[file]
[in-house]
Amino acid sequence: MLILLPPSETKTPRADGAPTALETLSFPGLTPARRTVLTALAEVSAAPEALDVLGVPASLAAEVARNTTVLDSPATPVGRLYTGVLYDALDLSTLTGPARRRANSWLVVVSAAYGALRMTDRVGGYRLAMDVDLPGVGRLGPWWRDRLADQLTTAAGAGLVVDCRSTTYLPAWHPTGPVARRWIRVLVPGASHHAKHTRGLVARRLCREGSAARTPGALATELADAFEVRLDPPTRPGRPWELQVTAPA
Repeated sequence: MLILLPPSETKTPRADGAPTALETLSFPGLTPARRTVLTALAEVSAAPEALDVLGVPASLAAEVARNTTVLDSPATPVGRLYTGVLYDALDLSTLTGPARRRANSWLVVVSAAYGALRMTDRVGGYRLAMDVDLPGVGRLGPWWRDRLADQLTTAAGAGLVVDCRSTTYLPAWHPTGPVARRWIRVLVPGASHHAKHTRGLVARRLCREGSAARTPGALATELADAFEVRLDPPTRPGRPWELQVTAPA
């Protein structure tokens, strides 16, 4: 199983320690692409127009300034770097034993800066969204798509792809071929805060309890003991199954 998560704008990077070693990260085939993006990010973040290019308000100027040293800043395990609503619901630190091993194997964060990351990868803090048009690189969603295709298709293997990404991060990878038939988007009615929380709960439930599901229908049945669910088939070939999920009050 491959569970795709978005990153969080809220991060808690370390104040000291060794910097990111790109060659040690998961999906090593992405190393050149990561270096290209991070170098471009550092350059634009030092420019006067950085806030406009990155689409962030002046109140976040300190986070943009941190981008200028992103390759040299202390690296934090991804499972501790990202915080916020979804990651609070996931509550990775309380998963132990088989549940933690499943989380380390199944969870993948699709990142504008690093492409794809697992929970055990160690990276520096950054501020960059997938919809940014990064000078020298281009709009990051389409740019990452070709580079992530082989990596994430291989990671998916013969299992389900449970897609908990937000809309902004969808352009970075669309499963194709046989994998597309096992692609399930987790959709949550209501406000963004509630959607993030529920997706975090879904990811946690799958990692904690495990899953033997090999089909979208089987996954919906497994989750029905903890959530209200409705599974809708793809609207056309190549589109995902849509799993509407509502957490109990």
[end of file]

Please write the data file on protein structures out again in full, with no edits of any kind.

[in-house]
Amino acid sequence: MLILLPPSETKTPRADGAPTALETLSFPGLTPARRTVLTALAEVSAAPEALDVLGVPASLAAEVARNTTVLDSPATPVGRLYTGVLYDALDLSTLTGPARRRANSWLVVVSAAYGALRMTDRVGGYRLAMDVDLPGVGRLGPWWRDRLADQLTTAAGAGLVVDCRSTTYLPAWHPTGPVARRWIRVLVPGASHHAKHTRGLVARRLCREGSAARTPGALATELADAFEVRLDPPTRPGRPWELQVTAPA
Repeated sequence: MLILLPPSETKTPRADGAPTALETLSFPGLTPARRTVLTALAEVSAAPEALDVLGVPASLAAEVARNTTVLDSPATPVGRLYTGVLYDALDLSTLTGPARRRANSWLVVVSAAYGALRMTDRVGGYRLAMDVDLPGVGRLGPWWRDRLADQLTTAAGAGLVVDCRSTTYLPAWHPTGPVARRWIRVLVPGASHHAKHTRGLVARRLCREGSAARTPGALATELADAFEVRLDPPTRPGRPWELQVTAPA
């Protein structure tokens, strides 16, 4: 199983320690692409127009300034770097034993800066969204798509792809071929805060309890003991199954 998560704008990077070693990260085939993006990010973040290019308000100027040293800043395990609503619901630190091993194997964060990351990868803090048009690189969603295709298709293997990404991060990878038939988007009615929380709960439930599901229908049945669910088939070939999920009050 491959569970795709978005990153969080809220991060808690370390104040000291060794910097990111790109060659040690998961999906090593992405190393050149990561270096290209991070170098471009550092350059634009030092420019006067950085806030406009990155689409962030002046109140976040300190986070943009941190981008200028992103390759040299202390690296934090991804499972501790990202915080916020979804990651609070996931509550990775309380998963132990088989549940933690499943989380380390199944969870993948699709990142504008690093492409794809697992929970055990160690990276520096950054501020960059997938919809940014990064000078020298281009709009990051389409740019990452070709580079992530082989990596994430291989990671998916013969299992389900449970897609908990937000809309902004969808352009970075669309499963194709046989994998597309096992692609399930987790959709949550209501406000963004509630959607993030529920997706975090879904990811946690799958990692904690495990899953033997090999089909979208089987996954919906497994989750029905903890959530209200409705599974809708793809609207056309190549589109995902849509799993509407509502957490109990």